The topic of focus in this essay is

The topic of focus in this essay is sickle cell
disease, which is a genetically inherited disorder that affects the blood. In
this essay the aim is to provide a
description of sickle cell disease in relation to how it is inherited and how
it affects a person’s health. The essay will follow an order as follows; firstly,
the pattern of inheritance will be defined, then the biology of the disease
will be explored and lastly the techniques
by which the disease is diagnosed will be described.

of Inheritance

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Sickle cell disease occurs because of a mutation in
the beta-globin gene (1). It is an
autosomal recessive disease, which means that two copies of the mutated gene,
one from each parent, are required for the disease to manifest. If a mother and
father are both heterozygous carriers of the mutated gene their children have a
25% chance of being affected by the disease and 50% of their children are
likely to be carriers. Autosomal recessive diseases characteristically tend to
skip generations and males and females are equally affected (2)(3).

Interestingly, although sickle cell disease is life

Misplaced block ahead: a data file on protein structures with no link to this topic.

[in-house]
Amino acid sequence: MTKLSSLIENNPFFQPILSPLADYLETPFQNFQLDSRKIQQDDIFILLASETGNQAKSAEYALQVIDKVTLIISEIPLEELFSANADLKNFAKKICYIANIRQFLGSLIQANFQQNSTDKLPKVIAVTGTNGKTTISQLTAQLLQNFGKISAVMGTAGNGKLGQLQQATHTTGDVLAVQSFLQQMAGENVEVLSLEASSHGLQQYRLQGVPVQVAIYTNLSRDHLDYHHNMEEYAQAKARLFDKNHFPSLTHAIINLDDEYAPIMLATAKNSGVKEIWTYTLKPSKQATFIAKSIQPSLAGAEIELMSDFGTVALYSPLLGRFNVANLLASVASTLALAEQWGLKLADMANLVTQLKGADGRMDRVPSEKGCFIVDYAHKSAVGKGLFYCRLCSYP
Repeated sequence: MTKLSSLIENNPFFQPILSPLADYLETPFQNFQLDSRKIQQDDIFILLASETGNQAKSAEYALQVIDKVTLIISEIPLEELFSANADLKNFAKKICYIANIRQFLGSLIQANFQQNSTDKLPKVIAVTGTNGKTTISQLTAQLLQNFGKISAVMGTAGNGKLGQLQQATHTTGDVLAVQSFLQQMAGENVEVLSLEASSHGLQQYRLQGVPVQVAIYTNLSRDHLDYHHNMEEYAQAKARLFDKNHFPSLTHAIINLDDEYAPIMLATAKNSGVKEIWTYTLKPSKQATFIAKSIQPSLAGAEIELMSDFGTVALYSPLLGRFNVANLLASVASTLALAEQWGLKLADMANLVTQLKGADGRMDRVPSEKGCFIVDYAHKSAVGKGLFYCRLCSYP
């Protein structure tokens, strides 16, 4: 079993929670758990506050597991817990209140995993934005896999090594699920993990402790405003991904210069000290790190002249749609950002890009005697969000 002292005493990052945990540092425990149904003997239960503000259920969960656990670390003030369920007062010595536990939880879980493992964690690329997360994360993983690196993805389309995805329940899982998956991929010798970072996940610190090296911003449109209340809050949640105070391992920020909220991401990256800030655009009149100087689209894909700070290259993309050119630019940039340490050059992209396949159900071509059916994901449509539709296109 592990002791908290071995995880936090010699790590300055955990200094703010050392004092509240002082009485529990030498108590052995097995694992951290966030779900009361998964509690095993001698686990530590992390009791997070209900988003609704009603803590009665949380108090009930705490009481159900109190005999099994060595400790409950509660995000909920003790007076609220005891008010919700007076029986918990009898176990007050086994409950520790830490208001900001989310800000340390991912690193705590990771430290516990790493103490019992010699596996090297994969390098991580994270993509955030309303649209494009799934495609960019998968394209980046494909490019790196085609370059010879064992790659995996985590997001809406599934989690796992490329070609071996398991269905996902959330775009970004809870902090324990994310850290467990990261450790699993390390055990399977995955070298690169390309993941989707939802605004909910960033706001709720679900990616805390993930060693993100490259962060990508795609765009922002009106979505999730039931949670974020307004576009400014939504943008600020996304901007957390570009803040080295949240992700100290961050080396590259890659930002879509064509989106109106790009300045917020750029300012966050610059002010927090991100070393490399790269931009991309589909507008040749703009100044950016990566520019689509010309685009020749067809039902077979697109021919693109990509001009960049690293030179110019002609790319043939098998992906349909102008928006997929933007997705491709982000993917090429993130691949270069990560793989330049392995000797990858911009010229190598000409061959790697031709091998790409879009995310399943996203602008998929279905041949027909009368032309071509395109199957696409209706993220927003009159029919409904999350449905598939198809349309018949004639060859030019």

threatening and affects children, it is very common in some parts of the world
seemingly due to its correlation with malaria. People who have sickle cell
trait, that is those who are heterozygous for the sickle cell allele, seem to
have a level of protection against malaria, meaning sickle cell carriers have
an evolutionary selective advantage in countries where malaria occurrence is
high, for example Africa. This  unfortunately
has the result that the mutated gene is carried on through the generations.(4)(5)

Biology of the Disease


The cause of sickle cell disease is defective
haemoglobin. For context, haemoglobin is the molecule needed to carry oxygen in
red blood cells. It is a protein comprised of four peptide chains which are
bound to a haem group. Although there are many combinations of these chains, it
is predominantly Haemoglobin A (HbA) which is found in adult blood and consists
of two alpha-globin chains and two beta-globin chains (6). In people with